Preparing for the New Lease Accounting Rules

The new lease accounting rules – ASC Topic 842 were signed in 2016 with a long implementation window such that public companies must transition to the new rules in 2019.  And while 2019 seems distant, many actions should begin now.  The presentation requirements are to show 3 year’s P&L (2017, 2018, & 2019) and 2 year’s balance sheets – 2018 and 2019 and every operating lease with a term longer that one year has to be capitalized.  The FASB kept the classification tests in place and kept the straight line P&L rent expense for operating leases with one big change – capitalizing operating leases–to give users better information.  Keeping most of the framework in place was done with the lessee preparers in mind to make compliance easier.  The real issues for lessees are the work involved to transition existing leases to the new rules and to set up a process to account for new leases in the new environment.


What You Should be Doing Now?



  • Set up a planning team – Include staff from the controllers department, treasury, systems, business management (who use the leased assets) and purchasing. Companies with large amounts of real estate leases already have a lease administration who must also be on the team.
  • Develop a list of actions, assign target dates and responsibility. The lease team has to read and understand the new rules.



  • Ideally the lease accounting and management system should not only capture booking and accounting information for the leases, it should serve as a tickler file (critical date system) to warn of future events–like when a lessee must give notice to the lessor. It should also produce disclosure information–including a table of future rent obligations, weighted average term and weighted average discount rate.
  • Decide if you can develop a system in-house, though it is likely too late.
  • Identify commercially available systems providers that can account for both equipment and real estate leases.
  • Test the systems.
  • Buy the system that suits your needs.


Data Accumulation and input

  • Retrieve lease documents for all existing leases. Find the business units that manage and account for the leases. Operating leases may be located by using the information the controller’s department uses to develop the operating lease payments footnote.  You should also check the source of all entries to rent expense as a means of finding all your operating leases.  Finance leases are grandfathered, but for ongoing implementation, you have to include all leases in your new process.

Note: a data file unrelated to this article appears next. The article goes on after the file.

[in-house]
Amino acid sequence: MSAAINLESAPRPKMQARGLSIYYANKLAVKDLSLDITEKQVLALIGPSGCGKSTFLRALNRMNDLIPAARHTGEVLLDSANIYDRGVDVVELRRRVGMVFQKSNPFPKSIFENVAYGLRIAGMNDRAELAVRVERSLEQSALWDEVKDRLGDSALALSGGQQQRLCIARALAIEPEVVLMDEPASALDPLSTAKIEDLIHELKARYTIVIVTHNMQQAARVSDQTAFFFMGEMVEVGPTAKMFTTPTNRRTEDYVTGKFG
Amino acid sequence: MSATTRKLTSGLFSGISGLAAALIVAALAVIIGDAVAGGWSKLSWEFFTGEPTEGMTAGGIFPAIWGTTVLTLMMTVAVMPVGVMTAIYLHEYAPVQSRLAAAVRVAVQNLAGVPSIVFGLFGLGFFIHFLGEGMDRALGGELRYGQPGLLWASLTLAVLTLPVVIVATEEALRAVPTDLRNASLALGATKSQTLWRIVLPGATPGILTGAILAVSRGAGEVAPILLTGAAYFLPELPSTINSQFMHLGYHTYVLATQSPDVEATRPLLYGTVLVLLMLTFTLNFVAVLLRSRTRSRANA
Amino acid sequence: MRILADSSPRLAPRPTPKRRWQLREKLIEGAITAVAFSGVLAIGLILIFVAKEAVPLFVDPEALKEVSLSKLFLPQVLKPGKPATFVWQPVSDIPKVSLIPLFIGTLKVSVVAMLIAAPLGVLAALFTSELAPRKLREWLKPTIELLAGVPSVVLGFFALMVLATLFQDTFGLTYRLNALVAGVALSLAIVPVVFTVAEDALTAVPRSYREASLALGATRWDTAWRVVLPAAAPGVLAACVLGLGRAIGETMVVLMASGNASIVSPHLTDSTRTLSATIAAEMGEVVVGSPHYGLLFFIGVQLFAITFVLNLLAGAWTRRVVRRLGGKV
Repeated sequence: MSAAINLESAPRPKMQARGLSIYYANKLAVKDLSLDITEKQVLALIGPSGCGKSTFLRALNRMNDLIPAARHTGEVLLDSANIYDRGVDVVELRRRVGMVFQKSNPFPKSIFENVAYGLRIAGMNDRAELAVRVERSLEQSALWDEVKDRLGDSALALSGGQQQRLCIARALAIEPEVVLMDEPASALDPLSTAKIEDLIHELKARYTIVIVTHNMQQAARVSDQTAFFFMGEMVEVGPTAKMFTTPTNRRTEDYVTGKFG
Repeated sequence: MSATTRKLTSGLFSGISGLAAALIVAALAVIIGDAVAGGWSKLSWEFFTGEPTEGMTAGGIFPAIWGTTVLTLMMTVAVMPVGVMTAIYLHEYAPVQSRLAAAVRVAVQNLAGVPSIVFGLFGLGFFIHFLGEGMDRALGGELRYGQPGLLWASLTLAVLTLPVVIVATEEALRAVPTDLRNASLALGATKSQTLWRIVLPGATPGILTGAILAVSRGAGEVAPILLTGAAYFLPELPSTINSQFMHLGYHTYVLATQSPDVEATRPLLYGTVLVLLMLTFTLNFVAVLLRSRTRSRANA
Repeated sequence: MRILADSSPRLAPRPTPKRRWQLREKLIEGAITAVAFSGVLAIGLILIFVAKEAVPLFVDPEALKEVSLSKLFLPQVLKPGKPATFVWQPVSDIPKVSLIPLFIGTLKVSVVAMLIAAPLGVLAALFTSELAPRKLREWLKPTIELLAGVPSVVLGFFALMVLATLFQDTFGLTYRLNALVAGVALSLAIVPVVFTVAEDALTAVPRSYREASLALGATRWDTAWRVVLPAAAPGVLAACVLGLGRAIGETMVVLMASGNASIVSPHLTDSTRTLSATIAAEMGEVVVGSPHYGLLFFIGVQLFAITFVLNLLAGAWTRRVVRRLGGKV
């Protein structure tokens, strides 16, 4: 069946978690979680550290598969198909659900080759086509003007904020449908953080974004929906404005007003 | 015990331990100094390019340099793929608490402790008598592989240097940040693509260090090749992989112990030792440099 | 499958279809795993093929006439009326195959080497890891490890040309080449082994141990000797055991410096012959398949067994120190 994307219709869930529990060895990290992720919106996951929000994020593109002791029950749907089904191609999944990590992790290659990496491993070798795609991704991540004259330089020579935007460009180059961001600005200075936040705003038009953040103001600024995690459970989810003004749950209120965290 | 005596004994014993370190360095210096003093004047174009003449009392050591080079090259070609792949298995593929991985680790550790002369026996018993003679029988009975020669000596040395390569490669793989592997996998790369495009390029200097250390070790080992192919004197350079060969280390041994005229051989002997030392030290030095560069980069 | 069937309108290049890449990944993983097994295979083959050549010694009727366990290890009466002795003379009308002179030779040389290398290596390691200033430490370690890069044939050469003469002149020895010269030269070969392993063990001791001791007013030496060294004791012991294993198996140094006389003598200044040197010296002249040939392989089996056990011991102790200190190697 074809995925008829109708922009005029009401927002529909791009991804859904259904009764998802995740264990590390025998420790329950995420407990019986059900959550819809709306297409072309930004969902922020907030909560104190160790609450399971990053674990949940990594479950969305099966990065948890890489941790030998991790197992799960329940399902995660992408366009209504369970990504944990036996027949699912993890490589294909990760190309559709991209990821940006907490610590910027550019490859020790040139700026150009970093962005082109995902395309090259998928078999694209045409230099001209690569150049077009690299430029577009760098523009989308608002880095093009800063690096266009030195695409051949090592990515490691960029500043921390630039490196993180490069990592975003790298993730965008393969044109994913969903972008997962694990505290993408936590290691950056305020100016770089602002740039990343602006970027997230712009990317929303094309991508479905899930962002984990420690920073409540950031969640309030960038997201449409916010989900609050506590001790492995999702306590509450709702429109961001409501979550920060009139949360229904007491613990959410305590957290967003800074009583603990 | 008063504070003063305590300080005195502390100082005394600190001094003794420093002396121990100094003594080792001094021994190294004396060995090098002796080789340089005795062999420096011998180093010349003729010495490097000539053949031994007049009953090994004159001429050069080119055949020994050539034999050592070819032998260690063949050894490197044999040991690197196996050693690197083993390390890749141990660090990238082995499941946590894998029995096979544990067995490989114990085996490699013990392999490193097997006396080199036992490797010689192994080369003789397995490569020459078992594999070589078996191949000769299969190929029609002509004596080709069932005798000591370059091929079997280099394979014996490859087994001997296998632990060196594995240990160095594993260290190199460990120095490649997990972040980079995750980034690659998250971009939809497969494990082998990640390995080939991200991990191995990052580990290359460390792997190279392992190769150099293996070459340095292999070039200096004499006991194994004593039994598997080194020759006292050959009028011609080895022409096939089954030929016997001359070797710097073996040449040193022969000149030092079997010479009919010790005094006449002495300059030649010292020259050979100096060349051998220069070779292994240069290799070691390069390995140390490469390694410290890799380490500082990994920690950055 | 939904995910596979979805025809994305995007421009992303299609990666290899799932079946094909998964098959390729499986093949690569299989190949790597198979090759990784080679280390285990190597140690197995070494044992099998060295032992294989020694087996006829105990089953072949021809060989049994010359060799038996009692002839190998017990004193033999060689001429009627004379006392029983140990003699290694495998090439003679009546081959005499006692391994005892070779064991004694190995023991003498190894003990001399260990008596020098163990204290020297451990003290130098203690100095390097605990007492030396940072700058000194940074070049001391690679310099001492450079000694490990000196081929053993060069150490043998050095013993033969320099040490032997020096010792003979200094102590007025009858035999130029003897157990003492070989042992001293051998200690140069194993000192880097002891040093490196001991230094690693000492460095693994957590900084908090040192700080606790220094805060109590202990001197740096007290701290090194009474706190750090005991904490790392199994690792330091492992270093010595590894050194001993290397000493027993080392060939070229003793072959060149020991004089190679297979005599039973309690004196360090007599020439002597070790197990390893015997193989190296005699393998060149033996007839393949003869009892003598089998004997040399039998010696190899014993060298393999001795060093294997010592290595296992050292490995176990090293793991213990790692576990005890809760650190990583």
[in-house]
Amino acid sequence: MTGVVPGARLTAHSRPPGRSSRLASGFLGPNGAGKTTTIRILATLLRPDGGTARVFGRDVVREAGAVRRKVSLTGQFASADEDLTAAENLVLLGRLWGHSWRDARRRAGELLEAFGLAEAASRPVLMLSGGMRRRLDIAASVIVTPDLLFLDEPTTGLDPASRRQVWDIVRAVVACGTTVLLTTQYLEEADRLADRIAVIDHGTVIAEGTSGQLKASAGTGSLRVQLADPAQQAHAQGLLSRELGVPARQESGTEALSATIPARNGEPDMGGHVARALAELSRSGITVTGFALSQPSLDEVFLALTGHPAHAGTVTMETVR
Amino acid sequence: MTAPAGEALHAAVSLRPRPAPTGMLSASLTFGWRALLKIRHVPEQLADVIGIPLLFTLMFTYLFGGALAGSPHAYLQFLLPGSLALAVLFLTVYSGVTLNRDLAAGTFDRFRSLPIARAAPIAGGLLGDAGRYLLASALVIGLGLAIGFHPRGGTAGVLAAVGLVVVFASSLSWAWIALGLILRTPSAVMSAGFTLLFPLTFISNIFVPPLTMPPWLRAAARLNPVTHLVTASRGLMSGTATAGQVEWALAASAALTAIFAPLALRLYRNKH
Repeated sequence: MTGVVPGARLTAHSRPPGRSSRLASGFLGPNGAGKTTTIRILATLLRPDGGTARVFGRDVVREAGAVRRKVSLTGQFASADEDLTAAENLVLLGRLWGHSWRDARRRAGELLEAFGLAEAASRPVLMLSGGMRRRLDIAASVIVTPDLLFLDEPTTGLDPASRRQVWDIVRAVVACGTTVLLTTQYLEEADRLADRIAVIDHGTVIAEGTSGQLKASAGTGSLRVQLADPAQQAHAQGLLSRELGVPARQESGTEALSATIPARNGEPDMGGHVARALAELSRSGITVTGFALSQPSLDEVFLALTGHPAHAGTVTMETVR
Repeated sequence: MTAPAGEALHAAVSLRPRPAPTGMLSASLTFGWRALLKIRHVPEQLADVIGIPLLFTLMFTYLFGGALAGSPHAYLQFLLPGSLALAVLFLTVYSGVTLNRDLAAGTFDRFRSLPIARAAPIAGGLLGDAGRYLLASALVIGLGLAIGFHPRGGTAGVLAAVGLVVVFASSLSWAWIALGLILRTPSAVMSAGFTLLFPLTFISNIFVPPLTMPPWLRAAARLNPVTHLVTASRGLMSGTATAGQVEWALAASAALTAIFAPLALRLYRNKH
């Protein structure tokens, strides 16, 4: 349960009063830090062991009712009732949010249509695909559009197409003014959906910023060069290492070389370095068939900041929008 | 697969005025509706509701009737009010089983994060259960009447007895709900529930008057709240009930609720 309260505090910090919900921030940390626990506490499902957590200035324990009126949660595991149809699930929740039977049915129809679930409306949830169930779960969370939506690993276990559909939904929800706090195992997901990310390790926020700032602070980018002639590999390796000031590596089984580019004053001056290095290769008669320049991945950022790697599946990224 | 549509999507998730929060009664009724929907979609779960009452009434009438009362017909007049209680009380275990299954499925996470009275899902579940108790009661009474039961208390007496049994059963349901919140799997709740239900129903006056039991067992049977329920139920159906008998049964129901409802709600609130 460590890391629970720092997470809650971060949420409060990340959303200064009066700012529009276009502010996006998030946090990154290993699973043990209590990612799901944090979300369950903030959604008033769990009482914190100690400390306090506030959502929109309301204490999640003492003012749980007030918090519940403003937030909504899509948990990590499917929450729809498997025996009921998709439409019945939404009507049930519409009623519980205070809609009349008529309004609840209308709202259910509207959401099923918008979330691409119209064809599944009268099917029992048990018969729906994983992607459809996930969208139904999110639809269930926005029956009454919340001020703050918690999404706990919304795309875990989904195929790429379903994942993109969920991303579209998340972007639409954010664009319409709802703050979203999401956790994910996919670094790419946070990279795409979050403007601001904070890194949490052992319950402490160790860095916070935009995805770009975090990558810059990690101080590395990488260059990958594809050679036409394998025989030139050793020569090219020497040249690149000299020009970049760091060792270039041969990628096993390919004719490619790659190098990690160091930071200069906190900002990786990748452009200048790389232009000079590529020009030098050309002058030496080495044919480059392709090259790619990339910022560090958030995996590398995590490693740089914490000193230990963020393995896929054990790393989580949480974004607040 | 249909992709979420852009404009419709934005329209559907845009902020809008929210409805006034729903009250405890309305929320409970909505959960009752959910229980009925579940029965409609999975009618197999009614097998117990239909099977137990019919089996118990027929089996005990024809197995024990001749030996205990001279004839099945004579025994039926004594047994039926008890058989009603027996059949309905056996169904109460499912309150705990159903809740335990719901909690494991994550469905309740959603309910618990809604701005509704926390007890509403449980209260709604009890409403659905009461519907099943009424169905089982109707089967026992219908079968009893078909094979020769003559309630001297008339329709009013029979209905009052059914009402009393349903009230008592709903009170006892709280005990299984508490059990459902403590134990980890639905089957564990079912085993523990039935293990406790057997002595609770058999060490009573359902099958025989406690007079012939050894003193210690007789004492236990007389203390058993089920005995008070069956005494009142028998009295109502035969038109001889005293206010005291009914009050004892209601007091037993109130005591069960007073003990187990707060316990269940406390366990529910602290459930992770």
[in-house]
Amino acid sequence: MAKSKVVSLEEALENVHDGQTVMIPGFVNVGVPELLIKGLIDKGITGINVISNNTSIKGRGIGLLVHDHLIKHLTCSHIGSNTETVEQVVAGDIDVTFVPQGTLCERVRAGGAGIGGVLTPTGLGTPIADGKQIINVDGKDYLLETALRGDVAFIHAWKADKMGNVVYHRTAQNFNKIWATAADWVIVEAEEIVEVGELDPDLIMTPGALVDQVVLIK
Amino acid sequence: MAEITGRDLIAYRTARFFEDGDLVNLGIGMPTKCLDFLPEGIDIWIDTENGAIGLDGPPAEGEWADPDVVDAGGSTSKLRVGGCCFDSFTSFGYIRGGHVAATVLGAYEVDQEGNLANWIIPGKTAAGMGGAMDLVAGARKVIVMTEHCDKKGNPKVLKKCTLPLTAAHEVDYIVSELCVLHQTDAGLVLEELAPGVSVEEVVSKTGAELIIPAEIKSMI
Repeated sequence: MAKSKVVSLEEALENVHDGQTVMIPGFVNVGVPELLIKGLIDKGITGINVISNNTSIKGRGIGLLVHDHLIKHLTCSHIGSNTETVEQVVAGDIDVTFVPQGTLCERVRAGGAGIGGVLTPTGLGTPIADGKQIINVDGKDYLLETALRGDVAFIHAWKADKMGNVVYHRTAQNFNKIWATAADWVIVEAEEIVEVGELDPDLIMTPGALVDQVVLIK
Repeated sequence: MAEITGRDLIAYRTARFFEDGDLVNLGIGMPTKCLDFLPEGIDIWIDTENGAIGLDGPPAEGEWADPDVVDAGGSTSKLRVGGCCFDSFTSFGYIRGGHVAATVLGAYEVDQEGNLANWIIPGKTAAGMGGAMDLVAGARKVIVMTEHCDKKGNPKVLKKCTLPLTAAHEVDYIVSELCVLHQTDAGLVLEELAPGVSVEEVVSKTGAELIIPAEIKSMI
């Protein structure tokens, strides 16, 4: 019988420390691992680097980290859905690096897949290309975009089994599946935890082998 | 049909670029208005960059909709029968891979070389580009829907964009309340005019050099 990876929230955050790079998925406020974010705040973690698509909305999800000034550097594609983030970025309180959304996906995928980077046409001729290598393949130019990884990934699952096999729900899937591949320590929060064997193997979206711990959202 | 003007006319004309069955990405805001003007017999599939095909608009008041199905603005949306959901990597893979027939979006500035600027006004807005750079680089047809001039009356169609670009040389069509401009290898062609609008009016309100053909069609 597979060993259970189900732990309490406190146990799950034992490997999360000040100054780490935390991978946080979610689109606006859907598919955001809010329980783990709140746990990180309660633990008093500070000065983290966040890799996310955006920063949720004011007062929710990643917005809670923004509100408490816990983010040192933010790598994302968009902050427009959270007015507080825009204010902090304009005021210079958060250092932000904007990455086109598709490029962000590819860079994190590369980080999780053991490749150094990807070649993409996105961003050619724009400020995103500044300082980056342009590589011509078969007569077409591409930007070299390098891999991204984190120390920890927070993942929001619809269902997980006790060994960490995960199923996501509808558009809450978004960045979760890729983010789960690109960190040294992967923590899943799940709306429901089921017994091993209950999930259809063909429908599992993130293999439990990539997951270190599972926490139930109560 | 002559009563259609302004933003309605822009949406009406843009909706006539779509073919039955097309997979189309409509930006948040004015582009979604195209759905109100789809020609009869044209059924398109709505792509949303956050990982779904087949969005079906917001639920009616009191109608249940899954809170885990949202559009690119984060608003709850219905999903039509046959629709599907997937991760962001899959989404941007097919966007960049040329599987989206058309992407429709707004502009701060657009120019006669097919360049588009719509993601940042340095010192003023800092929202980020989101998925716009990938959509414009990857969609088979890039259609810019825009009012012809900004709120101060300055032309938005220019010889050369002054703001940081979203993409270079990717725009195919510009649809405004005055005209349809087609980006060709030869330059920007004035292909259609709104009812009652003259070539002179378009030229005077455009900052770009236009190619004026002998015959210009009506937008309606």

• Develop a list of the information the transition team needs to extract from each lease document including:
    • Contractual lease term
    • The timing and amount of contractual rents payable
    • Options to purchase or renew must also be captured. They are included as a lease payment only if their exercise is reasonably assured, but even if they are not reasonably assured of exercise they should be captured by the lease accounting system for future use.  Those that manage the use of the leased assets must decide if any renewals should be included in that lease term based on whether it is reasonably assured they will be exercised.
  • Residual guarantees (common in fleet and synthetic leases) must be captured and assessed as to whether a payment is expected to be made. That amount (the amount that the guarantee is “in-the-money”) is included in the lease payments to be capitalized.  The valuation of residual guarantees is a trouble spot as lessees may have difficulty finding expected values.  It should be the responsibility of the business unit that uses the leased assets to determine if it is likely that a payment will be made under any residual guarantees. The residual guarantee has to be reviewed for adjustment whenever the lessee issues financials to the public.
    • An indication of gross/bundled billed full service or net lease should be captured by the system:
      • If gross or bundled billed the lease and non-lease components must be separated as only the lease component is included among the payments to be capitalized. A lessee can elect not to separate non-lease components but that is not desirable as it would result in a large overstatement of the capitalized amount.  The business unit that manages the lease must separate the components of a gross billed full-service lease
      • To separate the components, the lessee needs information that could be obtained by asking the lessor for a breakdown. If the lessor does not provide the information, the lessee can estimate the components by using available market pricing and information.  It remains to be seen what auditors will accept as support for estimates.